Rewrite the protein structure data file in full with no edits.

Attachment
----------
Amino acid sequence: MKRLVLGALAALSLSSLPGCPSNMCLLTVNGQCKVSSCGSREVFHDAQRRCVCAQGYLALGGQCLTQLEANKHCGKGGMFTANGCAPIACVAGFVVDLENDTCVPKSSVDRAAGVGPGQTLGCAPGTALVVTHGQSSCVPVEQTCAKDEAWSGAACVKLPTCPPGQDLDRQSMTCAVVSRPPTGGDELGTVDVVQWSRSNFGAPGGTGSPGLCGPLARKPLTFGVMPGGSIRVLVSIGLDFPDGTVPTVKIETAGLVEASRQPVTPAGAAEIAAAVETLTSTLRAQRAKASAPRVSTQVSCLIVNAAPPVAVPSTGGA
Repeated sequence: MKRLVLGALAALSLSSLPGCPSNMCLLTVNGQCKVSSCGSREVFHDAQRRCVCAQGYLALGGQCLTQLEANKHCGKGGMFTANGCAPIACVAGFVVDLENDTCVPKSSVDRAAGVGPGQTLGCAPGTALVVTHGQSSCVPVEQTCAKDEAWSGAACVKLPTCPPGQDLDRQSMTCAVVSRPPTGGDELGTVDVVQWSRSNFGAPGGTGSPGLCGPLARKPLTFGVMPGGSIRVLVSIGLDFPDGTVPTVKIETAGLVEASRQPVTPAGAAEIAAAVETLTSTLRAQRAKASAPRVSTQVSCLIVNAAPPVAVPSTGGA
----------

Amino acid sequence: MKRLVLGALAALSLSSLPGCPSNMCLLTVNGQCKVSSCGSREVFHDAQRRCVCAQGYLALGGQCLTQLEANKHCGKGGMFTANGCAPIACVAGFVVDLENDTCVPKSSVDRAAGVGPGQTLGCAPGTALVVTHGQSSCVPVEQTCAKDEAWSGAACVKLPTCPPGQDLDRQSMTCAVVSRPPTGGDELGTVDVVQWSRSNFGAPGGTGSPGLCGPLARKPLTFGVMPGGSIRVLVSIGLDFPDGTVPTVKIETAGLVEASRQPVTPAGAAEIAAAVETLTSTLRAQRAKASAPRVSTQVSCLIVNAAPPVAVPSTGGA
Repeated sequence: MKRLVLGALAALSLSSLPGCPSNMCLLTVNGQCKVSSCGSREVFHDAQRRCVCAQGYLALGGQCLTQLEANKHCGKGGMFTANGCAPIACVAGFVVDLENDTCVPKSSVDRAAGVGPGQTLGCAPGTALVVTHGQSSCVPVEQTCAKDEAWSGAACVKLPTCPPGQDLDRQSMTCAVVSRPPTGGDELGTVDVVQWSRSNFGAPGGTGSPGLCGPLARKPLTFGVMPGGSIRVLVSIGLDFPDGTVPTVKIETAGLVEASRQPVTPAGAAEIAAAVETLTSTLRAQRAKASAPRVSTQVSCLIVNAAPPVAVPSTGGA